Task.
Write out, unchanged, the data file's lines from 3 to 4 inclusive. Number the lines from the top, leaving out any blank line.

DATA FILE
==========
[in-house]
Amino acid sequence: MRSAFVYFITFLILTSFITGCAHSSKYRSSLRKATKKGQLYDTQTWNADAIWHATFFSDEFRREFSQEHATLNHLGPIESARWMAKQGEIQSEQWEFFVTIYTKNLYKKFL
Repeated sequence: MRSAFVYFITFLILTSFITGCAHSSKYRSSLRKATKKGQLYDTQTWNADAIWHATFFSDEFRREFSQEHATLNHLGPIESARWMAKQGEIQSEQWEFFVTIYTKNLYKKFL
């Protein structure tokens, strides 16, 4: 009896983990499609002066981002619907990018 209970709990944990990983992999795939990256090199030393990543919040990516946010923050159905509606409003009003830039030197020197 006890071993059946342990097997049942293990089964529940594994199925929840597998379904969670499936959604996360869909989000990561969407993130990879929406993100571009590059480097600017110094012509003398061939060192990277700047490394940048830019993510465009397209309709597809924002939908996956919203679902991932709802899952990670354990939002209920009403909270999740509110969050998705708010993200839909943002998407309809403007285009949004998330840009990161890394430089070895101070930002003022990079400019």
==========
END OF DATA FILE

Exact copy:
Repeated sequence: MRSAFVYFITFLILTSFITGCAHSSKYRSSLRKATKKGQLYDTQTWNADAIWHATFFSDEFRREFSQEHATLNHLGPIESARWMAKQGEIQSEQWEFFVTIYTKNLYKKFL
């Protein structure tokens, strides 16, 4: 009896983990499609002066981002619907990018 209970709990944990990983992999795939990256090199030393990543919040990516946010923050159905509606409003009003830039030197020197 006890071993059946342990097997049942293990089964529940594994199925929840597998379904969670499936959604996360869909989000990561969407993130990879929406993100571009590059480097600017110094012509003398061939060192990277700047490394940048830019993510465009397209309709597809924002939908996956919203679902991932709802899952990670354990939002209920009403909270999740509110969050998705708010993200839909943002998407309809403007285009949004998330840009990161890394430089070895101070930002003022990079400019």